Nevertheless, what matters to her is the support she has got from her family. Loganayaki’s daughter, who is doing her B.Com at a city college, never fails to introduce her “independent and bold mother” to her friends.

Like Srikala and Loganayaki, Shanti, Usha and Parameshwari are content with their career. In fact, they were among the first ones to sign up with Makkal Auto, which presently has around 25 women drivers in their fleet of 100-odd autos. The trio is only to willing to spell out the merits of this initiative and even motivates others like them to join in.

Once a woman decides to become an auto driver, the Makkal Auto management takes over: they provide a three-month training and then help out with getting a license.

Once she is road ready, she can hire an autorickshaw from them for a charge of Rs 150 per day, which is much lower than the rental rate of Rs 300 in the open market.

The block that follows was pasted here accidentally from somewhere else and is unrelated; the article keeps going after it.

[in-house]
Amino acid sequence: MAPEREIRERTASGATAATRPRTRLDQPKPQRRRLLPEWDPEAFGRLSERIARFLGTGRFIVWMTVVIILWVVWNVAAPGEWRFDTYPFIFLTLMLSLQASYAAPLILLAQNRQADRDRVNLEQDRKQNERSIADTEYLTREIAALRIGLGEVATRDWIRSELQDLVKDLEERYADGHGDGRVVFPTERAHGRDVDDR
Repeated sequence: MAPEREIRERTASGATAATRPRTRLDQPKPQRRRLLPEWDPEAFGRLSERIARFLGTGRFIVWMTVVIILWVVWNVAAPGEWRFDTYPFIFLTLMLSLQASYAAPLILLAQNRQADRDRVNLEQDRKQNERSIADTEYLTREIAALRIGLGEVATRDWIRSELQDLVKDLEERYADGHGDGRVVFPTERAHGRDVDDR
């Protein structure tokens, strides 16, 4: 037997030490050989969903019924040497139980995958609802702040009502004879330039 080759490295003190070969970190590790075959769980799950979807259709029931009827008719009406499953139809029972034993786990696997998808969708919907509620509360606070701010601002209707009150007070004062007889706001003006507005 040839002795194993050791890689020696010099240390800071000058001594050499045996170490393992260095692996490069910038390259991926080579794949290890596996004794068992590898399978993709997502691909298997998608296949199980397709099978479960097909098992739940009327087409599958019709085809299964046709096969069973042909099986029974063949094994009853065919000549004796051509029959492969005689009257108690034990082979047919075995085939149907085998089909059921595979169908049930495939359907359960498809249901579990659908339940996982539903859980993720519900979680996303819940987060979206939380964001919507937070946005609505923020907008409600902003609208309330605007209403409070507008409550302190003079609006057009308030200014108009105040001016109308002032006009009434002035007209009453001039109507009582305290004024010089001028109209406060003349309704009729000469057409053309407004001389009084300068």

She also gets an insurance cover of Rs 3,00,000. What’s more, there are no fixed timings that she needs to follow. “But most women find it convenient to start by seven in the morning, after they have done a bit of their own household work,” Khan shares, “And they wind up in the evening so as to be home with their families. A few are game to drive till around 8.30 pm.”

As auto drivers, they easily earn between Rs 1,000 to Rs 1,500 a day. Tariffs set by the state government assure a driver of a baseline earning of Rs 1,000 if s/he covers 100 kilometres.

As a policy, Makkal Auto drivers refuse to pocket tips. But there is a tip box where commuters can make donations if they so wish. This money is used by the Makkal Auto trade union for the education of the children of the drivers.

And once the women have completed 1,000 days of driving, Khan plans to give away the so-far rented auto to the drivers. “An auto costs around Rs 2.5 lakh if you include its registration fee. So it’s financially feasible for us to gift the autos to these women after a 1000-day run,” he says.

As far as social experiments go Khan’s has thus far worked well, “If I as private operator have been able to achieve success imagine the scale of impact if the government comes on board.”

Here’s hoping it can be scaled up to reach out to many more women. - Women's Feature Service

  • Tuesday, November 21, 2017